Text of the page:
White House pressing Pentagon for plan on North Korea attack

The White House is growing increasingly impatient with senior military officials at the Pentagon over the lack of a strategy for a preventative military strike against North Korea, The New York Times reported Friday.

National security adviser H.R. McMaster has reportedly pressed military leaders for a strategy due to his desire to keep all options on the table, but Pentagon officials worry that presenting the White House with a strategy will make a preventative strike more likely.

The Times cited unnamed White House officials who said the Pentagon was worried President TrumpDonald John TrumpHow to stand out in the crowd: Kirsten Gillibrand needs to find her niche Countdown clock is on for Mueller conclusions Omar: White supremacist attacks are rising because Trump publicly says 'Islam hates us' MORE and his team were moving too quickly toward military action against North Korea.


Pentagon press secretary Dana White said that reports of a delay in presenting the information to McMaster were "false."

Defense Secretary James MattisJames Norman Mattis16 times Trump said ISIS was defeated, or soon would be Overnight Defense: Pentagon chief under investigation over Boeing ties | Trump uses visual aids to tout progress against ISIS | Pentagon, Amnesty International spar over civilian drone deaths Pentagon watchdog probing whether acting chief boosted Boeing MORE “regularly provides the president with a deep arsenal of military options," White told the Times.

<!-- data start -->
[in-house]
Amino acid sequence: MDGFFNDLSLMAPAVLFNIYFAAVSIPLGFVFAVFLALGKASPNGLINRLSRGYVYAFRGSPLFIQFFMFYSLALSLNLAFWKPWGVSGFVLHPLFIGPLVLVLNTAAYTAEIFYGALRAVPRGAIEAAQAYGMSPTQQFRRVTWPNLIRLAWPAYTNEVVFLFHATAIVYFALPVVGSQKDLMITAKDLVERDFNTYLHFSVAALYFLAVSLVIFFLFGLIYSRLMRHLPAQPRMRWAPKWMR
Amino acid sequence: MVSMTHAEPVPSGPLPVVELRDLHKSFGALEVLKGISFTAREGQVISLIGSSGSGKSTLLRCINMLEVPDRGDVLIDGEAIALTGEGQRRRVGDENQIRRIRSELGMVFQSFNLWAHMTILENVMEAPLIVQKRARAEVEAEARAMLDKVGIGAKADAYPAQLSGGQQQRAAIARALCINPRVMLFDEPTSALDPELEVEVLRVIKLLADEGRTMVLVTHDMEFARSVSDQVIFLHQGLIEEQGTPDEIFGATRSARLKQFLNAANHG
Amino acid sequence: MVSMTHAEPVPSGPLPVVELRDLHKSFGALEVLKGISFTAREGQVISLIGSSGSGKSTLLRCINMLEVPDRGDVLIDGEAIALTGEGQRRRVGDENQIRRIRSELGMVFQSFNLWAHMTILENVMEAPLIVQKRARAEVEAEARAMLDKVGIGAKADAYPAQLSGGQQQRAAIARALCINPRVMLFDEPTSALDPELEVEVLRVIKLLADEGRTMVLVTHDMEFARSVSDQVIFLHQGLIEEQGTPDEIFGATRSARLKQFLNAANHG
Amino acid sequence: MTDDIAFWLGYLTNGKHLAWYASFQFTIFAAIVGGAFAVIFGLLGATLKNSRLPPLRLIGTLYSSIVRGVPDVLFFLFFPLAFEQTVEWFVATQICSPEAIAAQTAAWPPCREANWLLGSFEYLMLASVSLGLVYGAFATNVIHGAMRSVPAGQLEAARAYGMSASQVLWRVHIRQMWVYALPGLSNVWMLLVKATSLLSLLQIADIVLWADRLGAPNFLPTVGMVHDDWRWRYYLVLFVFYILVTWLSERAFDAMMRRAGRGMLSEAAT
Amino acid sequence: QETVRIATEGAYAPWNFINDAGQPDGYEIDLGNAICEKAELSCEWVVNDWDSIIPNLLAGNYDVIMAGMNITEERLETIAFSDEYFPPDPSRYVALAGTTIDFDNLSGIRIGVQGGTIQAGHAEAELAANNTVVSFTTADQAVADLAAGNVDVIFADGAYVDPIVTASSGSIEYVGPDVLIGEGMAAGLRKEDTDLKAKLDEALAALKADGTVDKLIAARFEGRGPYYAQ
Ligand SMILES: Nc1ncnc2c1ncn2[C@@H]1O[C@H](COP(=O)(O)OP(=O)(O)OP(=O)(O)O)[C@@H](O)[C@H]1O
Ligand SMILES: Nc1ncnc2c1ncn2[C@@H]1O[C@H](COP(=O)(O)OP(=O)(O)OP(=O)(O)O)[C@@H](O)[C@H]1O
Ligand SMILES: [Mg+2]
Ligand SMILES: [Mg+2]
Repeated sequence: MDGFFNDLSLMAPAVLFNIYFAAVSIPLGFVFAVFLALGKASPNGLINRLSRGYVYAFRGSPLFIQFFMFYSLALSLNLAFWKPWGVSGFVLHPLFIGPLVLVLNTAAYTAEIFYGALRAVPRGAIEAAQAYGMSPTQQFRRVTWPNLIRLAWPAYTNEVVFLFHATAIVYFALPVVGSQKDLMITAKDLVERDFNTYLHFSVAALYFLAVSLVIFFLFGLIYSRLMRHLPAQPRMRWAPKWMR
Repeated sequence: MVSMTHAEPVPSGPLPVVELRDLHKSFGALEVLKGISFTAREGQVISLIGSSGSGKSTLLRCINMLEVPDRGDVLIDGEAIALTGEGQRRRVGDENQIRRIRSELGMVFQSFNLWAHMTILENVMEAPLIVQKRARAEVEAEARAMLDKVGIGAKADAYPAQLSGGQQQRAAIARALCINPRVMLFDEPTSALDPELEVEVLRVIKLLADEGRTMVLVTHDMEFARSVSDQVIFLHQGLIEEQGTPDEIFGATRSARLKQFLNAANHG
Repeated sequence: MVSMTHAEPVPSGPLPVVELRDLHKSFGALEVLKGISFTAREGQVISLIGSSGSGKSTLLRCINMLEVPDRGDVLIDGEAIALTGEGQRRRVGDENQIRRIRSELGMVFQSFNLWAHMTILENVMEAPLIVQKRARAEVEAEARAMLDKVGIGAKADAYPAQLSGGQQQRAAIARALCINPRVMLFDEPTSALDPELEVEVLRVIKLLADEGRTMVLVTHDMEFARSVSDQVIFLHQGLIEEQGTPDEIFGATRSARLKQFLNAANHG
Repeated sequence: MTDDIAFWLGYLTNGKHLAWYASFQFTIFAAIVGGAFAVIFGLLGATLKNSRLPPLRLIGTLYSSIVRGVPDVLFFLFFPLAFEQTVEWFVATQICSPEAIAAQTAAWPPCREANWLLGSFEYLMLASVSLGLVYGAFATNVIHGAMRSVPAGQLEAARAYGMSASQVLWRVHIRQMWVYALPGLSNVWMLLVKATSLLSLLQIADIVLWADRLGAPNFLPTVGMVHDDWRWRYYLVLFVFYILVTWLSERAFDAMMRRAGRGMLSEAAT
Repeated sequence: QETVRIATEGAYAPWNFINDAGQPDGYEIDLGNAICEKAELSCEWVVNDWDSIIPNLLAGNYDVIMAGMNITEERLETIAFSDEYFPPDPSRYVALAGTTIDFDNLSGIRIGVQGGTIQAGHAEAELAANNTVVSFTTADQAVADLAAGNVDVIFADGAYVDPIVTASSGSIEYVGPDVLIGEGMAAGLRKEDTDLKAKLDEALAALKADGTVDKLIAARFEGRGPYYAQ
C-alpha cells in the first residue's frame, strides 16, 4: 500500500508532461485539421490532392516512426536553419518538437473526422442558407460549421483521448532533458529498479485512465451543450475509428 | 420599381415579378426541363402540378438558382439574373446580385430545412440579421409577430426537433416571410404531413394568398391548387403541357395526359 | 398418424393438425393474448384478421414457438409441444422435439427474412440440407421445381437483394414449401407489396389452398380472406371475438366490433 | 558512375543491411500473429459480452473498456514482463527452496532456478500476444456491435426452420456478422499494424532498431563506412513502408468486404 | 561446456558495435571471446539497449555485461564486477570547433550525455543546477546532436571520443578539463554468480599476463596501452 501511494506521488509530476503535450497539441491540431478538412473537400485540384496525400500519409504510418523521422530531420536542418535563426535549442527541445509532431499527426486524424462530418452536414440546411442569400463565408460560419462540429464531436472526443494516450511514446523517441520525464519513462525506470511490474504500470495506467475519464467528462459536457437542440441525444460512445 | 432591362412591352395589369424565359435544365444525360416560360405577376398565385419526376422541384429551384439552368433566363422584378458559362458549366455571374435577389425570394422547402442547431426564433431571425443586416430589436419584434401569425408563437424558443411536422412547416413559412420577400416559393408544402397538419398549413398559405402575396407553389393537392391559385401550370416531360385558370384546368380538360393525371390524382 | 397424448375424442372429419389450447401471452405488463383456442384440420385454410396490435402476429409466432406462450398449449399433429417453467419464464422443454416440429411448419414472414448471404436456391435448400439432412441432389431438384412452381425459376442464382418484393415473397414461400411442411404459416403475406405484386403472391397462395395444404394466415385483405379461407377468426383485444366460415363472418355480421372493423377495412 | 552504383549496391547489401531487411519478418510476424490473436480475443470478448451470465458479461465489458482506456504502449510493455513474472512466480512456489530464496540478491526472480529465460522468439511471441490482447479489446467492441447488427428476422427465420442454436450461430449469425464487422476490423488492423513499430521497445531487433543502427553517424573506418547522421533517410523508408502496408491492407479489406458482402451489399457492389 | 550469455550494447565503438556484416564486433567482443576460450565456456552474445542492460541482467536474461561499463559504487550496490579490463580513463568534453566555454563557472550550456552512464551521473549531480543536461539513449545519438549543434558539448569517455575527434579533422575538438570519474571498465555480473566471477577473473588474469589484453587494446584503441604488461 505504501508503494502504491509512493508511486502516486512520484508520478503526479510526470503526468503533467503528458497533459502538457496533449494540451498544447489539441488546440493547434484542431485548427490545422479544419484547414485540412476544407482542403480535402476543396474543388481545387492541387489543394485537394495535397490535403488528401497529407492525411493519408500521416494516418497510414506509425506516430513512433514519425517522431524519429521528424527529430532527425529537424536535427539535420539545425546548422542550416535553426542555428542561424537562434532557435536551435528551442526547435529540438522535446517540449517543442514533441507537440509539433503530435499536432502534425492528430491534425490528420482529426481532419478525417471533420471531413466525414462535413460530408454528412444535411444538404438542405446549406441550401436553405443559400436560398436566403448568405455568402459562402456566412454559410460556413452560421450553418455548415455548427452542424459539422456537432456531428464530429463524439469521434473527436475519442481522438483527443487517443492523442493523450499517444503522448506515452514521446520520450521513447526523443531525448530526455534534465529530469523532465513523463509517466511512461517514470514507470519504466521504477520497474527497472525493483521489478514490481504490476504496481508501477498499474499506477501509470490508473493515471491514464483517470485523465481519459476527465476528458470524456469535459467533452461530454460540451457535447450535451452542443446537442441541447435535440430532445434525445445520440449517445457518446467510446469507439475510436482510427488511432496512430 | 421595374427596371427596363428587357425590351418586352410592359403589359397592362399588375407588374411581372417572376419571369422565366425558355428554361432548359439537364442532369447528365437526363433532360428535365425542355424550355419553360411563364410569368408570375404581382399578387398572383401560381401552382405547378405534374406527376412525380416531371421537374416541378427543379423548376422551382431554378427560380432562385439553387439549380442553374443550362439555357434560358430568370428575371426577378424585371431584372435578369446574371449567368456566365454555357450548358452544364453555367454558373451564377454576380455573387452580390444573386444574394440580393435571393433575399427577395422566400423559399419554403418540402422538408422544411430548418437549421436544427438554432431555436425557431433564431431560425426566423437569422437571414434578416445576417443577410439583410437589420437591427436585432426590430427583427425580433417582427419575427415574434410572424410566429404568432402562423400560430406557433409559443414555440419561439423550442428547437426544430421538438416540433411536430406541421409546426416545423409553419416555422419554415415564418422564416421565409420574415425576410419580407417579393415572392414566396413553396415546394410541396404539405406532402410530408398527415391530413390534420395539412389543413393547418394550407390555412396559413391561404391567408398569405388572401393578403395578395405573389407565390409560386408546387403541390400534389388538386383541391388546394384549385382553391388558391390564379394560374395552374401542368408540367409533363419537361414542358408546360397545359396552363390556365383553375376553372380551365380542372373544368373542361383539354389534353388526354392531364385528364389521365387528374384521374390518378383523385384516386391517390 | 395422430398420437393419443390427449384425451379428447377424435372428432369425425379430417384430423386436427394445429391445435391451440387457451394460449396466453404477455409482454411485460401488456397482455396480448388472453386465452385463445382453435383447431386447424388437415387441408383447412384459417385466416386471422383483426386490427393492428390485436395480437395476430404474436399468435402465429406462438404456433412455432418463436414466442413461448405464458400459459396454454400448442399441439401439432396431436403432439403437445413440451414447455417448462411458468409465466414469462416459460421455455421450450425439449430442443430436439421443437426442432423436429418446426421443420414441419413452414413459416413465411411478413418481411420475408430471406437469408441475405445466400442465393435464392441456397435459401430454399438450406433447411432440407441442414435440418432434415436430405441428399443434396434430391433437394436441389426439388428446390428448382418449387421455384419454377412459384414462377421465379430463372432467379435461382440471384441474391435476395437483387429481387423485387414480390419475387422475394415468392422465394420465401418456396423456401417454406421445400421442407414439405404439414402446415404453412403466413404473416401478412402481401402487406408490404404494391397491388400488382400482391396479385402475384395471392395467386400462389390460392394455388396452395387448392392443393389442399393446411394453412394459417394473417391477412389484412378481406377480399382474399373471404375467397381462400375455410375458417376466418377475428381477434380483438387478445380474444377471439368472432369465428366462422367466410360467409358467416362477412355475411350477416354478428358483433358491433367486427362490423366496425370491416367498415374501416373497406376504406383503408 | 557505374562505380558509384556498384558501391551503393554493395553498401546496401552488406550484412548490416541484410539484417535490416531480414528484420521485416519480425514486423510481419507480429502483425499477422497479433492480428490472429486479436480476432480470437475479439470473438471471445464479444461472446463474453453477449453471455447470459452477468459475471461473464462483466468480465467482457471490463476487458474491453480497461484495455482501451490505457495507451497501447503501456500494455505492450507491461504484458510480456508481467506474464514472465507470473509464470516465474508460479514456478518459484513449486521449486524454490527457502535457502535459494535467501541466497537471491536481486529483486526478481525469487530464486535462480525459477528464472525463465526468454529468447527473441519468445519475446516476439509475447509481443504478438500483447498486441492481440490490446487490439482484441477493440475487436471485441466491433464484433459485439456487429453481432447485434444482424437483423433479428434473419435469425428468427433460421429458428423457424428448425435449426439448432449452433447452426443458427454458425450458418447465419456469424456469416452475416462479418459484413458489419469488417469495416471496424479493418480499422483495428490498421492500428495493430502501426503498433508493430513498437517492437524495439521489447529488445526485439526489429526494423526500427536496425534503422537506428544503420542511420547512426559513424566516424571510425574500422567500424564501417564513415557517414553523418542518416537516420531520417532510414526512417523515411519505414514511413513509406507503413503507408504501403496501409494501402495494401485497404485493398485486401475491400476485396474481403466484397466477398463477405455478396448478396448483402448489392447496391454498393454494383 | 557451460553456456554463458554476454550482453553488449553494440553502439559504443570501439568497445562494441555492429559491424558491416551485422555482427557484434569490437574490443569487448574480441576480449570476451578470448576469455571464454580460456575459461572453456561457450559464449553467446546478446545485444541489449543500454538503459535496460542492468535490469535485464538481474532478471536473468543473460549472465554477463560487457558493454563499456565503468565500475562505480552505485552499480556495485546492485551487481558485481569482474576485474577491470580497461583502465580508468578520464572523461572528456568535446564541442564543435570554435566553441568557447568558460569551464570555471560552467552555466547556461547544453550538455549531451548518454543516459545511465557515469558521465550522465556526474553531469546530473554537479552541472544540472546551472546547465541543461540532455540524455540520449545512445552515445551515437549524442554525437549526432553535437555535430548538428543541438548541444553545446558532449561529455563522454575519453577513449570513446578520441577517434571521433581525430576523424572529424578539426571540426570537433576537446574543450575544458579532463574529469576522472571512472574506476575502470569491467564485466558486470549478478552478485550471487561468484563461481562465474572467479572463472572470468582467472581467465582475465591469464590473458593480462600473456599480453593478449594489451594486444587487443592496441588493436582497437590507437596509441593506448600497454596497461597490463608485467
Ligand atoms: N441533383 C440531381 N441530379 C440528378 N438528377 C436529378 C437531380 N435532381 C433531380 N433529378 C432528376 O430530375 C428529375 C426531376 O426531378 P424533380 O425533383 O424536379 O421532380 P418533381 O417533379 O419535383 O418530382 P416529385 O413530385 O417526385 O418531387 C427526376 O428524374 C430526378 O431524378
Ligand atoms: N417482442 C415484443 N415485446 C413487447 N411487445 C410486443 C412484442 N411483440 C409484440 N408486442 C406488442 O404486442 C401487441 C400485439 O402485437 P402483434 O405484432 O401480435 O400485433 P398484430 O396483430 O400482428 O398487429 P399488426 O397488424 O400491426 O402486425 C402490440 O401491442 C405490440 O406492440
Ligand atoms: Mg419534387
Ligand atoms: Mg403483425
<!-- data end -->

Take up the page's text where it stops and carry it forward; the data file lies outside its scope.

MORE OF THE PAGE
Col. Patrick Ryder, press secretary to Marine Gen. Joseph Dunford, chairman of the Joint Chiefs of Staff, said that Dunford "regularly provides his best military advice in a timely and responsive manner. Suggestions to the contrary are inaccurate."

Tensions over North Korea policy led to the White House's decision not to nominate a senior Korea expert, Victor Cha, to be ambassador to South Korea this week after the Times reported Cha wrote a letter urging against a preventative military strike targeting North Korea.

Such a strike, Cha wrote in The Washington Post, would spiral “into a war that would likely kill tens, if not hundreds, of thousands of Americans.”

A White House official told the Post this week that it is now considering other candidates for the position, which has been unfilled since Trump took office last year.

“We have yet to nominate anyone for the post, but it is our intention to do so as soon as we can find the appropriate candidate,” the official told the newspaper.